Work from home has become an increasingly popular option for employees. With personal electronic equipment improving in quality and becoming more available than ever, remote working is easier than ever before. Experts predict that over one-quarter of all professional jobs in North America will be fully remote by the end of 2022.
While work-from-home (WFH) models offer many advantages to both organizations and employees, security risks are an even greater concern in remote working environments. Effectively securing employees’ WFH equipment is vital to protecting your company from data theft and other online threats.
While the idea of working from home is nothing new, acceptance of remote work was uncommon until the beginning of the COVID-19 pandemic, when less than 4% of employees worked remotely. The pandemic reshaped the modern workplace, and many of the changes implemented are here to stay. This is especially true for the prevalence of WFH, with over 80% of workers and 85% of managers expecting companies to continue supporting remote working over time. Aside from the convenience and productivity benefits of working from home, remote support is becoming a cornerstone of employee retention, with 74% of employees saying that the option for remote work makes them less likely to leave their jobs.
While remote work has been mostly relegated to office jobs, there are increasing efforts being made to accommodate hybrid or fully remote working in traditionally hands-on industries. Technology like remote-controlled robotics and virtual reality capability are beginning to let people perform some physical tasks from miles away. While remote labor will never fully replace in-person work, these moves are part of the growing movement away from traditional workplaces.
One thing that’s still somewhat uncertain is whether or not companies are required to provide their remote employees with equipment like phones and computers. While 90% of remote workers have a dedicated workstation in their home, only 55% paid for everything themselves. Of those who got some sort of support from their employers, 27% received partial assistance, and a further 18% were reimbursed for their workspace purchases in full.
When it comes to equipment procurement for remote employees, companies have to choose between providing all necessary equipment, issuing just a computer or phone, offering a set stipend for equipment purchases, or instituting a full Bring-Your-Own-Device policy. While the last of these options may seem to incur the least expense to employers, research has shown that productivity is 140% more likely to suffer without a dedicated workstation. Allowing employees to bring their own devices also poses the greatest potential threat to security. Providing IT staples like computers gives organizations more direct control of the security protocols and software that employees use.
In order to mitigate the security risks associated with working from home, employers have to carefully consider their equipment and policies. There are a number of ways to ensure data security while supporting hybrid and remote work.
Whether employees are using company-provided computers or their own setup, one of the most important security steps is ensuring that everyone uses the right protection programs. Rather than monitoring each employee’s personal choice, providing a subscription to a system chosen by your IT team ensures that companies know how their data is being secured. Likewise, it takes the burden of selecting and paying for software off of the employees while costing the company a fraction of what similar protection would have cost if purchased individually.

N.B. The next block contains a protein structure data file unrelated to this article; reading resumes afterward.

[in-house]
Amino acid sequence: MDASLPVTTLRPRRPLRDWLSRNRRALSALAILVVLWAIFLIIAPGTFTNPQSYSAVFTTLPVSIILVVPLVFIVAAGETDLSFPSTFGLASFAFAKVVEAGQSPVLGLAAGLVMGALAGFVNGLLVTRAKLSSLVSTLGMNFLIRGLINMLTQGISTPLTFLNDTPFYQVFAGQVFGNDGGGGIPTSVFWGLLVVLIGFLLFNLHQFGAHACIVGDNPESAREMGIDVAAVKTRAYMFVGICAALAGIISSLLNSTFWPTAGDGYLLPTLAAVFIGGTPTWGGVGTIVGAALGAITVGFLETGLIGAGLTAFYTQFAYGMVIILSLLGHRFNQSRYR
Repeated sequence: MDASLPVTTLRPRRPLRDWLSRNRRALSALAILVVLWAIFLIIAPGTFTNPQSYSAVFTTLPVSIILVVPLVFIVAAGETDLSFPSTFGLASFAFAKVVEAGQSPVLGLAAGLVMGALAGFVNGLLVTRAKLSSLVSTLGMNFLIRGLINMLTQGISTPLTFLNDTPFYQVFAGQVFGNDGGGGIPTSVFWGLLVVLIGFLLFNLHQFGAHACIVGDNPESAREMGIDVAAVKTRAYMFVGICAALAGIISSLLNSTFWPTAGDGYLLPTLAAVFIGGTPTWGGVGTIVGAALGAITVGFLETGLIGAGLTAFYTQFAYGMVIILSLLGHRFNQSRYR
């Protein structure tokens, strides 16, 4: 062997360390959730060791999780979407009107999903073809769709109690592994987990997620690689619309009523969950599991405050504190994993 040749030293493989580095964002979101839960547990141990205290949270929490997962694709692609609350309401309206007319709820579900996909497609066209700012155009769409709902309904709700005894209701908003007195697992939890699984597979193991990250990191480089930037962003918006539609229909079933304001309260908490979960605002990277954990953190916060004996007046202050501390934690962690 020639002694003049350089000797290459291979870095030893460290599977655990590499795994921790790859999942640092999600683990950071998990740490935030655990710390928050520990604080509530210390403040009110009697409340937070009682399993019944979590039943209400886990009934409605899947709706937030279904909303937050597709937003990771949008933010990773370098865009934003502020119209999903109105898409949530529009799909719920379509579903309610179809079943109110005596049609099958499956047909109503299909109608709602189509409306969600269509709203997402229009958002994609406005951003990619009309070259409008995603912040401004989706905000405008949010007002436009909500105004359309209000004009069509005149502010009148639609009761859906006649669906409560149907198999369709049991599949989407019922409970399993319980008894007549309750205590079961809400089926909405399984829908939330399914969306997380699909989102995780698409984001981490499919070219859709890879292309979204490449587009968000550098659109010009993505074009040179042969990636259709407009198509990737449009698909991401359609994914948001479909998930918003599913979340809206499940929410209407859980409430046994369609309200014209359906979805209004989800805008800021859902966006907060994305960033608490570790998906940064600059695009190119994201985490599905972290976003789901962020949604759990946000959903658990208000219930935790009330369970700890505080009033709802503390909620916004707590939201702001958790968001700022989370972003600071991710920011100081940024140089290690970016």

The human element is the single most impactful element of any security system. Passwords, encryption, and network security are only as strong as the people who use them. Providing remote employees with information security training specific to their work environment ensures that your other systems are able to perform their intended functions.
One of the most often-overlooked areas of data security is the disposal of broken or outdated hardware. Discarded hard drives can be a wealth of information for outsiders when not wiped or disposed of properly. IT Asset Disposition (ITAD) is the practice of safely and securely destroying, recycling, or repurposing technology assets. While skilled IT professionals may be able to wipe unused hard drives, overall ITAD strategy plays a vital role in information security best practices.
Safely and legally disposing of computer equipment is easier said than done. Unlike other waste, which can be easily thrown out or recycled, computers and e-scrap require specialized knowledge and facilities to handle. Choosing a recycling partner can not only keep your information secure throughout the disposal process, but it can also reduce costs by reusing or salvaging components to resell on the ITAD market.
Whether remote or on-location, when it comes time to securely dispose of electronic equipment, First America Metal Corporation (FAMCe) has you covered. We have been a world leader in electronics and metal scrap recycling and non-ferrous export for over 15 years. Our team has over 30 years of experience in reusing and recycling metal commodities, and we are known as one of the top five metal exporters in the entire Midwest.
FAMCe specializes in creating innovative, greener solutions for businesses or individuals who want transparent and environmentally-friendly methods of reusing and recycling electronic scrap, high-temperature alloys, and non-ferrous scrap. Our level of expertise, unparalleled customer service, and aggressive pricing make FAMCe the leading option for almost any recycling need.
Learn more and get in touch with us at famce.net.